Privatization of PBB in Argentina

Firstly, rapid society transformation is taking place in Argentina. Economy is developing in a fast pace and political environment is becoming more and more stable. During the 1980s, Argentina experienced long periods of hyperinflation, stagflation, and huge fiscal deficit. Economy of Argentina started to recover after Carlos Menem took power along with his Convertibility Plan. Living standard in Argentina is anticipated to continue to improve; food, packaging industries and supermarkets sectors have experienced dramatic development since 1991, increasing demand for polyethylene.

Secondly, supply of primary materials such as petroleum and gas is abundant in Bahia Blanca, and energy price in the area is low. Supply of primary materials and electricity are crucial to success of polyethylene production. Thirdly, competition of polyethylene industry in Argentina is moderate; there are only two major players in the industry, and products of the two companies are different, PBB specializes in ethylene and HDPE production, PBB’s main competitor, Polisur, specializes in LDPE and HDPE production. The probability of price war is low in Argentina, and thus, revenue is relatively stable and predictable.

Acquiring PBB offers Dow the opportunity to enter Argentina market, and this is the first step for Dow to take over control of Bahia Blanca’s polyethylene activities. The main risks beyond the general industry risks of this project for Dow are country risks. There are three main risks associated with country risks, political risks, economic risks and financial risks. Political risks of Argentina seemed to be small. The political system in Argentina was relatively stable, political environment had been stable for about 12 years, and no expropriation had been reported for the past 50 years. The political environment was expected to remain stable in the future, especially after Carlos Menem took power.

Economic risks are high here in Argentina. Argentina is a developing country, and economy system of the country was not well established as in developed country such as the US. During 1980s, long periods of hyperinflation, stagflation and huge fiscal deficits hit Argentina economy heavily, GDP shrank and unemployment rate increased. Situation began to improve in 1989 when the convertibility plan had been implemented.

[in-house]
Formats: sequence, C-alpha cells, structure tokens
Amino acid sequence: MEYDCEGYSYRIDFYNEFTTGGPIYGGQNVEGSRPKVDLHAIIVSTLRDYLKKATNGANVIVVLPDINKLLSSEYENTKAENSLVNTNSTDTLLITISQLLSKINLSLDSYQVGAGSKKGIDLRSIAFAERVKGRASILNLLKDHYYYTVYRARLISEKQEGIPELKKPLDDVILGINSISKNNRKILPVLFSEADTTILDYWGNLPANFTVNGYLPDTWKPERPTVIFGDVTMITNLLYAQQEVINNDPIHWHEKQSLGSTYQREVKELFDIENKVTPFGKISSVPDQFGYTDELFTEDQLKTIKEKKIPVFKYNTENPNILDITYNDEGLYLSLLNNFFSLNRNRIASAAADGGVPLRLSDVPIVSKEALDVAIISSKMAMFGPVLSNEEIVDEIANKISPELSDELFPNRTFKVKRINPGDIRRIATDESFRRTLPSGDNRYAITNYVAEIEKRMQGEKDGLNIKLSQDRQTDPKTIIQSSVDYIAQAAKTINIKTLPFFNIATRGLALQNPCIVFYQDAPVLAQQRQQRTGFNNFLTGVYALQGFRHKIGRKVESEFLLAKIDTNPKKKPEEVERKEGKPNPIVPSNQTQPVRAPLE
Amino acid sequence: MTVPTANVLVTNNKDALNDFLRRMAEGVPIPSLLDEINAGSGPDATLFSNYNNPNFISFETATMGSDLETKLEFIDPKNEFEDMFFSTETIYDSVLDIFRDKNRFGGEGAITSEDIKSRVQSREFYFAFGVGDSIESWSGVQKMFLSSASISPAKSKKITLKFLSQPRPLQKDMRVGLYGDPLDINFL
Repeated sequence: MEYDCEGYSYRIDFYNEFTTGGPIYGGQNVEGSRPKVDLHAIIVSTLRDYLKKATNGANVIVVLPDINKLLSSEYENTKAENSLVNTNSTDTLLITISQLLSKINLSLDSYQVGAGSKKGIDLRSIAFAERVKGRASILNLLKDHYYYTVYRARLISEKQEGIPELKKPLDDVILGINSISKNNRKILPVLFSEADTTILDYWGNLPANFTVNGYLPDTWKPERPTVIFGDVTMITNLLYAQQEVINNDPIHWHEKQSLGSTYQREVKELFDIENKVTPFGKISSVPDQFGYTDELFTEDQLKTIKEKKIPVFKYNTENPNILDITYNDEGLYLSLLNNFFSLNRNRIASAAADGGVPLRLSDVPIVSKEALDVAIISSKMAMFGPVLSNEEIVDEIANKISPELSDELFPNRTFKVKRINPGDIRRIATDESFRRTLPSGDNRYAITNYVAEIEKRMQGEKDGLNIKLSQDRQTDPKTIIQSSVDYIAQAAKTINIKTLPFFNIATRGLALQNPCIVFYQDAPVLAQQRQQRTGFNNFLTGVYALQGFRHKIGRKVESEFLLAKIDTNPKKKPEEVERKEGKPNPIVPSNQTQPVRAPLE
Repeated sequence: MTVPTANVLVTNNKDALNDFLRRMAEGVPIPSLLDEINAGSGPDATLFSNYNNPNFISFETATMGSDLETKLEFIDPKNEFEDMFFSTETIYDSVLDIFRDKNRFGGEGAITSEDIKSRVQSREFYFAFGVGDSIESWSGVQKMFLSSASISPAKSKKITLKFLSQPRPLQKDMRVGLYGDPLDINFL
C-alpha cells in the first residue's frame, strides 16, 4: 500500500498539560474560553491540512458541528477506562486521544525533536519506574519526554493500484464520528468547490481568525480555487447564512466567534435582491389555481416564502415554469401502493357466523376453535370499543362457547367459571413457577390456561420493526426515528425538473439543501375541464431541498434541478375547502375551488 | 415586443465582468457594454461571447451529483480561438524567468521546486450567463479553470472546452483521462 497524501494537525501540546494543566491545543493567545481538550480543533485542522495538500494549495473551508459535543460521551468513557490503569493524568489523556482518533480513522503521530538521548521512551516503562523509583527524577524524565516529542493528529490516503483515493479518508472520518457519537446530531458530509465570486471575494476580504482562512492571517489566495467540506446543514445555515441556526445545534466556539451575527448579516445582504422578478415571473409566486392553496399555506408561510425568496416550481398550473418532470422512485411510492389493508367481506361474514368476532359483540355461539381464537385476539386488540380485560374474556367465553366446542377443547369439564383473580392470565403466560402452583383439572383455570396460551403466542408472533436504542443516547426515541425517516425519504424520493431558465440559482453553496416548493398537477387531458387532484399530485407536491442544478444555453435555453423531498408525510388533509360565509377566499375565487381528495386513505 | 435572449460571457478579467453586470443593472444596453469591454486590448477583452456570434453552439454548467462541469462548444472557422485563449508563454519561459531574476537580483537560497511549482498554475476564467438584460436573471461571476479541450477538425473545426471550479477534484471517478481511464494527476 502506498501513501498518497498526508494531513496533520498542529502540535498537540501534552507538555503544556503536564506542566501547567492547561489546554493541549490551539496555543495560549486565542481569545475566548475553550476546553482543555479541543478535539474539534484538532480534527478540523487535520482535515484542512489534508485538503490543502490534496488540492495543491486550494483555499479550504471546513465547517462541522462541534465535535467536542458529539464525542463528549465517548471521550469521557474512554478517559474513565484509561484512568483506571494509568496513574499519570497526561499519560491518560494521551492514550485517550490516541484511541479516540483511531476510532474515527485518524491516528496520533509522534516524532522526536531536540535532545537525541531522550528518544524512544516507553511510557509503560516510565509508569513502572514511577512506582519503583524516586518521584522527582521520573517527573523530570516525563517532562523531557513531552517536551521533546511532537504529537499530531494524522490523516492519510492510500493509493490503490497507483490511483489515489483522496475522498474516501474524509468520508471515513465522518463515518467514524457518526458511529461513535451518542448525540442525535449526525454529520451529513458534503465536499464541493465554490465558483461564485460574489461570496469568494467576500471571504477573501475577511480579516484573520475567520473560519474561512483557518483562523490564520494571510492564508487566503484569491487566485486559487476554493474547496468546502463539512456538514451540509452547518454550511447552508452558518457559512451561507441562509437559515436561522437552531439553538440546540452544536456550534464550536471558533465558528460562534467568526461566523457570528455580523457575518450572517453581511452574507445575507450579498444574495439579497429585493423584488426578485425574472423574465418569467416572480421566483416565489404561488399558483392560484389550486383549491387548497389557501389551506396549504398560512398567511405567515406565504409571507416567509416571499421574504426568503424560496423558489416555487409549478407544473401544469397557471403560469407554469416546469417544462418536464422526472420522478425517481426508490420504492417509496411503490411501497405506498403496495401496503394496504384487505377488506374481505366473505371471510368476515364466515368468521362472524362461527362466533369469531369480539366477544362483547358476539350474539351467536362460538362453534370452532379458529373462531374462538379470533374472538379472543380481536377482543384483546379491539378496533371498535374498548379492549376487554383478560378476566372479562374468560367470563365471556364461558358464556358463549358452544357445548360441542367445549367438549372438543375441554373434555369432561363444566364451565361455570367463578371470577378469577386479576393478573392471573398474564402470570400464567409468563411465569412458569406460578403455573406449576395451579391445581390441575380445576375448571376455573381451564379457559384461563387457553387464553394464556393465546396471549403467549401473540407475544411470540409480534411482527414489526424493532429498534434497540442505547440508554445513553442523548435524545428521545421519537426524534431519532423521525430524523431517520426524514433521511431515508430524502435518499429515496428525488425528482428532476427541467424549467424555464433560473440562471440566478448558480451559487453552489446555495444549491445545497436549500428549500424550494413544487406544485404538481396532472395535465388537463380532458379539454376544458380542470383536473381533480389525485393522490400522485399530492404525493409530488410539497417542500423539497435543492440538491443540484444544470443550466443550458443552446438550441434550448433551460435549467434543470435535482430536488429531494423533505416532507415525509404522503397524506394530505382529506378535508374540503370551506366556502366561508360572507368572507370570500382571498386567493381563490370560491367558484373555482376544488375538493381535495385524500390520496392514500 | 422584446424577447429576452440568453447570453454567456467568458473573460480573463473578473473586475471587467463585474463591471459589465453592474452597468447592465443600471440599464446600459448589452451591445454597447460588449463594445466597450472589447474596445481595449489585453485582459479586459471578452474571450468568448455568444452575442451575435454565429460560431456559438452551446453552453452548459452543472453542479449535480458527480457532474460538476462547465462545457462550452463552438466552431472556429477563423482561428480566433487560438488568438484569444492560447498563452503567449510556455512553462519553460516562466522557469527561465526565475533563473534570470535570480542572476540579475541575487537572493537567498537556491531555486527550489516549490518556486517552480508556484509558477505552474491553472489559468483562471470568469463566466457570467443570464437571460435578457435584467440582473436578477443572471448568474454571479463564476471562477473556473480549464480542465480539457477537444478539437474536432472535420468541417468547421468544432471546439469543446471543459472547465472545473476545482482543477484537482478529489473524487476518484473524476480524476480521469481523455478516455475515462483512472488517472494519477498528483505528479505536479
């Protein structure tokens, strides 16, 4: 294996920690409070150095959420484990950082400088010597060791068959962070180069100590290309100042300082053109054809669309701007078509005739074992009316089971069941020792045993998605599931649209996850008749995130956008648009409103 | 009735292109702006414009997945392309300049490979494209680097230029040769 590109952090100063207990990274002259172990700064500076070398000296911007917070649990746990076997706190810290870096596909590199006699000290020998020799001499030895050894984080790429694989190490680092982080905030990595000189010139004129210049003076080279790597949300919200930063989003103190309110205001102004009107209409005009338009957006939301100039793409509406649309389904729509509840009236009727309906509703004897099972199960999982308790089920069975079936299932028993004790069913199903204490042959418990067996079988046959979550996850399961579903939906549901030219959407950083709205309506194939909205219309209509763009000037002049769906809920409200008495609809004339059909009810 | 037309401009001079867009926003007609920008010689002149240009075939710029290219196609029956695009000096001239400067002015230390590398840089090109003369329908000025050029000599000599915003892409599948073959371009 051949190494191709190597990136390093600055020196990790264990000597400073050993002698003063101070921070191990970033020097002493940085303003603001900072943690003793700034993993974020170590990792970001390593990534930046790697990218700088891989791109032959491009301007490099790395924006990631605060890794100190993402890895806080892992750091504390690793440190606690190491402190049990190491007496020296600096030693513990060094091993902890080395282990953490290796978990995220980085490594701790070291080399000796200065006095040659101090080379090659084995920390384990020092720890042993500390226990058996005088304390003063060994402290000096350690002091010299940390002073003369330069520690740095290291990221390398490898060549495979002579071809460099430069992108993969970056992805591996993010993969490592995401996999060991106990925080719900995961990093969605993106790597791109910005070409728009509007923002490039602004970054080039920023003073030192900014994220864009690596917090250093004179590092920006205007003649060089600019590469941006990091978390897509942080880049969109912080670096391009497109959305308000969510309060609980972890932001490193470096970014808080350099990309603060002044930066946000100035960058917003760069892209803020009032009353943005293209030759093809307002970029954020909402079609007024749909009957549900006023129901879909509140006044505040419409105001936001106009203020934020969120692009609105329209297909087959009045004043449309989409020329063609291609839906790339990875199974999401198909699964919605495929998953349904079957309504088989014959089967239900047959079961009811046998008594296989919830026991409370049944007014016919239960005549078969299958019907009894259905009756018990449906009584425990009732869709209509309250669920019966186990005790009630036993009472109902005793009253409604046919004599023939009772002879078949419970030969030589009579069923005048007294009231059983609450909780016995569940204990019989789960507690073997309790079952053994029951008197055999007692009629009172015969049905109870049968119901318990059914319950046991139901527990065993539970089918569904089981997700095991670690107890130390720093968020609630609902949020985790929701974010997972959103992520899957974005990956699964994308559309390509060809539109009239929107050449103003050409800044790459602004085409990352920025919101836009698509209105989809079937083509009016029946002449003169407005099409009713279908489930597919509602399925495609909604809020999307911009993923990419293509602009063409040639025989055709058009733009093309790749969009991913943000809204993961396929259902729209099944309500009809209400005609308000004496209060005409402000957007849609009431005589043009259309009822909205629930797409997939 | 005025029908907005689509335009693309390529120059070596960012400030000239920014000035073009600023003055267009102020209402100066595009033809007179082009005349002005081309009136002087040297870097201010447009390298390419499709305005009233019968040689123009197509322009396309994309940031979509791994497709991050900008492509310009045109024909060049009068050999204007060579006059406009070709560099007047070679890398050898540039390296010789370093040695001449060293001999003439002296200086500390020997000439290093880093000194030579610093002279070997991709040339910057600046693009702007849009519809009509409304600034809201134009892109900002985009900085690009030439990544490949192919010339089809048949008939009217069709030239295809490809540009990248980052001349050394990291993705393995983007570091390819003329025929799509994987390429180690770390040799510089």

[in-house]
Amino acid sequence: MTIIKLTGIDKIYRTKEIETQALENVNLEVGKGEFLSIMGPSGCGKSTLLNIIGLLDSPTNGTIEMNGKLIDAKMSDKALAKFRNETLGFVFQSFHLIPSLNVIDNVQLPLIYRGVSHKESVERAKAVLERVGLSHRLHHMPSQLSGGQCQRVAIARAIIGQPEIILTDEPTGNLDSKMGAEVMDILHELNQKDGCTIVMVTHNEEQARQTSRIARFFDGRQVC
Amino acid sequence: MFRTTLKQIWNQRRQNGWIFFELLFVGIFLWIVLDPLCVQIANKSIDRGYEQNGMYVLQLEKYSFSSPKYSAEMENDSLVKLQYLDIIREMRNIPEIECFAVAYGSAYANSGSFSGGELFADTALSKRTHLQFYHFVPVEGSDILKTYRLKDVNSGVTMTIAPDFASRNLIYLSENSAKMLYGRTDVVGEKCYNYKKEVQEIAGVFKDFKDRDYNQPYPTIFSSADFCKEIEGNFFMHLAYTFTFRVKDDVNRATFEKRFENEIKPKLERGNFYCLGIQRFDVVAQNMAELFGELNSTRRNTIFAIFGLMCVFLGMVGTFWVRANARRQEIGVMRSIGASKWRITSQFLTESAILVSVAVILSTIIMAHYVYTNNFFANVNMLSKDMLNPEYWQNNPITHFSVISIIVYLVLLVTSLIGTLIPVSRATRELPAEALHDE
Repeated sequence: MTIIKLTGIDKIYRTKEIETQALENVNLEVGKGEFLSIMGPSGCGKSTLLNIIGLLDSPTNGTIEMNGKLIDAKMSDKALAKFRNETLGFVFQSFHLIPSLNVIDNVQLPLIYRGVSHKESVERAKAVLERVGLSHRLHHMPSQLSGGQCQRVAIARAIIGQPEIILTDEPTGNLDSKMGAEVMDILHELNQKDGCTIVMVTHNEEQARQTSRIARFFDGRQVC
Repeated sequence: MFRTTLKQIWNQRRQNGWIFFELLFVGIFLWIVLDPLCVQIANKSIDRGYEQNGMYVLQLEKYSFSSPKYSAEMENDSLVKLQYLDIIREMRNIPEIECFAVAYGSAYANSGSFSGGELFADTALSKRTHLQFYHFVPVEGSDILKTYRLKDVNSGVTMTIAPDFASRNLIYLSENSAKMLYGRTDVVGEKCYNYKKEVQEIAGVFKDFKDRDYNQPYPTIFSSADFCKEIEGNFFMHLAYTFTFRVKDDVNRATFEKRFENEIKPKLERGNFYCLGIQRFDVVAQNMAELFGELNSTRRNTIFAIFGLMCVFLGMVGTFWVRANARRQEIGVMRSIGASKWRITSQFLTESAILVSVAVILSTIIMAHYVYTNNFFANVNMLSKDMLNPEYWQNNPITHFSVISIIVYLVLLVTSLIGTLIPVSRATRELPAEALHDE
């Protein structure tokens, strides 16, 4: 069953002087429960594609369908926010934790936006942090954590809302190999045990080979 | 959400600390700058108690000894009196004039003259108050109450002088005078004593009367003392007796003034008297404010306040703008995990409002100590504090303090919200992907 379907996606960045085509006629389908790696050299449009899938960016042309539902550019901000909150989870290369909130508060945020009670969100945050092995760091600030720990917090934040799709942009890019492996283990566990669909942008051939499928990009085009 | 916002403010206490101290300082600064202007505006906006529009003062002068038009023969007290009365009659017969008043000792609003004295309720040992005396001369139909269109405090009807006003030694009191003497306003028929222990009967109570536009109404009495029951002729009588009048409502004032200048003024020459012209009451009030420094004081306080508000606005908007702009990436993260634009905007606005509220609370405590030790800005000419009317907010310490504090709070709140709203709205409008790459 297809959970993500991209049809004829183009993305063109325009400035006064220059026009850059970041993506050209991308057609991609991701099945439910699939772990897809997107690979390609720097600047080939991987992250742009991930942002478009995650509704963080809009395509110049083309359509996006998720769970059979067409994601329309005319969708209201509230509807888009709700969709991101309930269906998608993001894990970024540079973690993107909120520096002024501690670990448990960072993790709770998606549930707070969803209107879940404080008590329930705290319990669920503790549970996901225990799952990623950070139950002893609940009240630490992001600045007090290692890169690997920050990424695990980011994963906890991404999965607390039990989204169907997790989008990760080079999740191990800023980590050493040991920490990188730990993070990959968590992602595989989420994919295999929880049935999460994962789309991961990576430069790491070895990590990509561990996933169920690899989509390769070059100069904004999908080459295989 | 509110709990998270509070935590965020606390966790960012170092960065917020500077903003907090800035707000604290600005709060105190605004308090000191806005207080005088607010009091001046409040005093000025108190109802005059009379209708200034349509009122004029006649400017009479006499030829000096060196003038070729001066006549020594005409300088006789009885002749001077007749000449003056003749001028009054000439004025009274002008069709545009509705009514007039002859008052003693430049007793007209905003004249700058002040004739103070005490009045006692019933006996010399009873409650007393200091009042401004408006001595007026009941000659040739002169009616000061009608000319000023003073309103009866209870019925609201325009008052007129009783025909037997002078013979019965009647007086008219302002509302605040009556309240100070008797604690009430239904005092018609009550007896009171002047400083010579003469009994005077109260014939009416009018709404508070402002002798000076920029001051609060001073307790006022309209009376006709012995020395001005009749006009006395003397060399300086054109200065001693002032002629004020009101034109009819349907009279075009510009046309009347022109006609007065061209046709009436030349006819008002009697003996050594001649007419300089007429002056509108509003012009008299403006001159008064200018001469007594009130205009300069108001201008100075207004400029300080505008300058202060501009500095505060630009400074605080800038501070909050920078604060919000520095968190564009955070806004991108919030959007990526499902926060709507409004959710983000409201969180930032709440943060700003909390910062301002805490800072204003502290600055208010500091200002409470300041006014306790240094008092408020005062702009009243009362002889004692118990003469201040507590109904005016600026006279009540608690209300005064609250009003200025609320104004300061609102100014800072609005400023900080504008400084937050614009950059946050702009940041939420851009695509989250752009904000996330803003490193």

Financial risks, especially currency risks are the risks we concern the most. Dow is an American company and all profits generated by Dow Argentina will be converted into USD and wired back to the States, in other words, value of Dow Argentina is captured by Argentina peso to USD exchange rate. If Peso depreciates by a large amount, amount of USD received by Dow will decreased and Dow may at the end make a loss in Argentina due to very weak Peso. A stable Peso to USD exchange rate is crucial to Dow. Between early 1970s and 1991, at least eight major currency crises took place in Argentina.

The most recent banking and credit crises, as known as Tequila crisis, triggered a great depreciation of Argentina Peso. The crisis was ended when Peso was tied to USD. Although convertibility law remains in force in Argentina, it cannot prevent another major currency crisis from happening in Argentina. Maintaining the convertibility law requires huge amount of foreign currency reserve. No one is sure that the Argentina government can always maintain that amount of foreign reserve to tie Peso to the USD.

We will value the whole project including all three stages using discount cash flow method (DCF). Cash flows we are using here are free cash flows generated in every stage. Free cash flow can be calculated by adding back depreciation expense to net income and subtracting change in working capital and capital expenditure from net income. It makes sense to value projects by discounting free cash flow since free cash flow reflects company’s real ability to generate cash flow and thus profit. Management can overstate or understate profit of companies legally under accounting acts, and valuing companies by discounting future profit may lead to a wrong picture; therefore, we will value this project by discounting free cash flows.